How do Pressure Pots & Cast Molding Pots work?
Before going into the procedure of how a Pressure Pot or Cast Molding Pot work, let’s go over the necessary pieces in the setup we need:
- Air Compressor (cfm will be based on the gun you use; most compressors reach up to 90-100 PSI. Most of the time you won’t need that much).
- Air Regulator (1 for Casting; 2 for Pressure Pot to spray)
- Air Hose (min. 50ft. from the Air Compressor to the Air Filter for cooldown of air recommended to let air and water separate; Another hose from Air Filter to Pressure / Casting Pot)
- Air Filter (to clean the Air from decontaminants like Oil, Water & Dirt)
- Casting Mold (Cast Molding Pot only)
- More Air Hose (Pressure Pot only; from Pressure Pot to Spray Gun)
- Fluid Hose (Pressure Pot only; from Pressure Pot to Spray Gun)
- Spray Gun (Pressure Pot only) [ Read our 7 Reasons to switch from Binks to C.A. for Air-Spray guns Here].
Up until the Fluid outlet these setups work the exact same way.
The water and other contaminants in the supplied air from your air compressor will separate through cooldown in the 50 ft. hose going to the filter (3 stage filters with desiccants offer best results) where the water, oil & other contaminants will be separated from the air, providing clean air to the pressure or resin casting pot.
The clean air will now continue from the filter to your Pressure or Casting Pot to pressurize the material inside.
In a casting pot situation, you would want your mold and material already inside before pressurizing the pot, as it will have to stay clamped shut for several hours (varies based on mold & material). If you are doing resin castings, the reason why you use a casting pot is to crush the air bubbles to a microscopic size through the pressurized air coming from your compressor to the pot. You will not be able to see the tiny bubbles with the naked eye, leaving you with a beautiful crystal-clear resin casting. Make sure you leave your resin casting in the resin casting pressure pot for the full curing time.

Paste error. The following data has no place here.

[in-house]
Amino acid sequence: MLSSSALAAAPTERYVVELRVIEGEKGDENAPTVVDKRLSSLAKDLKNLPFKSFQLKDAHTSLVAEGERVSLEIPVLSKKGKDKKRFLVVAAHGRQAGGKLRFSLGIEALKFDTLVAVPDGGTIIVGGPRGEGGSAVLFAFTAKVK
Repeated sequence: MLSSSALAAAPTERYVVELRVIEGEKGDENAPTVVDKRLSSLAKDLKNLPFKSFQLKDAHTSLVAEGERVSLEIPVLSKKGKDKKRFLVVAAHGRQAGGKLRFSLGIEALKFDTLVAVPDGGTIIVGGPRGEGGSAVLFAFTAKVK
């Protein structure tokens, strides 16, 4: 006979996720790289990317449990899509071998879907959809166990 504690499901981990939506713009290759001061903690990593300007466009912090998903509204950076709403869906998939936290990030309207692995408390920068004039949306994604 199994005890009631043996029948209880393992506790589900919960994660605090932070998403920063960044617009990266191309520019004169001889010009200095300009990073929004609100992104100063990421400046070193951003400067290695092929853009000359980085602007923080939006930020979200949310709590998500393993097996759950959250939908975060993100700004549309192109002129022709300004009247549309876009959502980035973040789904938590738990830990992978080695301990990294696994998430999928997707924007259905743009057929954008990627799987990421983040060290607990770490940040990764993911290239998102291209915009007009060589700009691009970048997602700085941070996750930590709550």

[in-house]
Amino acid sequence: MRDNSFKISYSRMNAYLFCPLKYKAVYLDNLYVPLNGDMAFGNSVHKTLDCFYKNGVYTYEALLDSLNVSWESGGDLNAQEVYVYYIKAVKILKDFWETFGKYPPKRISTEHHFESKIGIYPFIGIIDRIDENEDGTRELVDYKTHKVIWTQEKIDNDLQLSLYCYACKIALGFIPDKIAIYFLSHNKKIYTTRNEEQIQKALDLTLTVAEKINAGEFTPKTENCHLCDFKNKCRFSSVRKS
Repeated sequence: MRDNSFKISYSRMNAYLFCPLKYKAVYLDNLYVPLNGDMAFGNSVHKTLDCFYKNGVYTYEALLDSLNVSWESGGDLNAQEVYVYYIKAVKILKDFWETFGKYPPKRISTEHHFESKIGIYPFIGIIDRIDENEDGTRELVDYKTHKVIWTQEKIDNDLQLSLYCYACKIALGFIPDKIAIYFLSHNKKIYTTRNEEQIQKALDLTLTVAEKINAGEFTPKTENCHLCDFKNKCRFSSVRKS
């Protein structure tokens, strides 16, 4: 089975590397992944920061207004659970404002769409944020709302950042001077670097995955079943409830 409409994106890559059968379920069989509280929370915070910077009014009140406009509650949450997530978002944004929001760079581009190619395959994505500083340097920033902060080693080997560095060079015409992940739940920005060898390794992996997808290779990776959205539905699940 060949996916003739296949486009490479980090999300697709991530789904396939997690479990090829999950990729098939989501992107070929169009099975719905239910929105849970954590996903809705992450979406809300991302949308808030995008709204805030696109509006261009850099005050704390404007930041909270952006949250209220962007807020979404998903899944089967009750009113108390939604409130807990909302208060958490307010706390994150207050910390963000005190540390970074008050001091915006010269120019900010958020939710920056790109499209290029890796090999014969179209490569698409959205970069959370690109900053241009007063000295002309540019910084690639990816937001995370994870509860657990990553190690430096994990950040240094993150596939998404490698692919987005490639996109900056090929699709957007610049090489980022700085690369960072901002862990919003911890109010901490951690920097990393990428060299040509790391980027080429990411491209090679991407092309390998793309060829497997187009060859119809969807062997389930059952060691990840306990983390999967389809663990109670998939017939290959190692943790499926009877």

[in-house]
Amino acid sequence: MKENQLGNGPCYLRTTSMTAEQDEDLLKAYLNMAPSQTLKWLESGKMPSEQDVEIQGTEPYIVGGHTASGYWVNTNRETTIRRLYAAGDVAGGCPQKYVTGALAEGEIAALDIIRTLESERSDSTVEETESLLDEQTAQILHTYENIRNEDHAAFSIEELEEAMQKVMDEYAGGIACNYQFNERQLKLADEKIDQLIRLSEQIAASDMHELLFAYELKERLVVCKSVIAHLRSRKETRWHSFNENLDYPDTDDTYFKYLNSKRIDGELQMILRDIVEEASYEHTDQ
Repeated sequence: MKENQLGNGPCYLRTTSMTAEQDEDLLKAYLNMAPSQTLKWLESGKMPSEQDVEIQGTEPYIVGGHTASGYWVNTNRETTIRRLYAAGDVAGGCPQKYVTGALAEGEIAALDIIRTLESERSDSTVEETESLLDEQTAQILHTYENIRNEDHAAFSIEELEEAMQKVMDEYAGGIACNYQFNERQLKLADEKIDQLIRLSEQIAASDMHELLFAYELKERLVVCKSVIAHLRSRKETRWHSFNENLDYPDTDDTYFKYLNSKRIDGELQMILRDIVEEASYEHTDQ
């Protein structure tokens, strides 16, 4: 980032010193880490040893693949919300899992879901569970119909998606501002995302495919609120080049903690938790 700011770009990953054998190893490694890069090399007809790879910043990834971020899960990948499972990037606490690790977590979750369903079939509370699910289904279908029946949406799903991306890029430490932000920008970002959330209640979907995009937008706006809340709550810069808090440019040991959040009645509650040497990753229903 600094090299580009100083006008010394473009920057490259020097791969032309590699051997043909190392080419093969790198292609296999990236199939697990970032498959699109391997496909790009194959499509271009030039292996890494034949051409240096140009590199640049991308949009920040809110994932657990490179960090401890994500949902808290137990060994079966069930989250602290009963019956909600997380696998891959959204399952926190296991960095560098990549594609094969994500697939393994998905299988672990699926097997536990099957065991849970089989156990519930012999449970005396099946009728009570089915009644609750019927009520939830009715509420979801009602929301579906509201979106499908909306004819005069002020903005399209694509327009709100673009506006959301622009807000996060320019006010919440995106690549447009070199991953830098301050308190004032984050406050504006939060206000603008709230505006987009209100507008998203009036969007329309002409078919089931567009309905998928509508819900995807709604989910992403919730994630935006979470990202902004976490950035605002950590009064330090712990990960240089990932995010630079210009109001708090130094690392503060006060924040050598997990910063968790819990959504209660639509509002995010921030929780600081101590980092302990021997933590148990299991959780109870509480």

When planning on spraying a material such as oil-based paint or stains, you want to pressurize the pressure pot after filling the pot with your paint. Your spray gun must already be hooked up to your pressure pot before turning up the air. A ball valve before and, or after the pressure pot are a great way to make this step of the setup more convenient.
The most important reminder is that the air pressure in your gun needs to be higher than the fluid pressure in your pot. For example, if your fluid pressure is at 20 PSI, your gun should be at least regulated to 21 PSI. For reference HVLP guns are up to 10 PSI at the air cap, Pressure-Reduced or Compliant typical up to 29 PSI at the inlet and Conventional above that for the best finish at the cost of lowered transfer efficiency.
What is happening here is that the first regulator in your pressure pot is controlling the air into the pot, pressurizing it in such way that the fluid will be pushed out through the outlet into a fluid hose into your spray gun. The first air regulator is also a pass-through regulator which means that unregulated air is going into the second regulator which is controlling your spray guns’ air pressure. Remember that the second regulator is optional on pressure pots, but you will need one for adjusting your spray gun air pressure.
What do Pressure Pots & Cast Molding Pots have in common?
Interestingly enough Pressure Pots & Cast Molding Pots are virtually identical with the difference that Cast Molding Pots don’t have an outlet or inlet tube.
This similarity results in the minor difference of a Casting Pot always needing only 1 regulator, while Pressure Pots for Air-Spray operate the best with 2 air regulators for fine tuning the fluid pressure and air pressure going to the gun.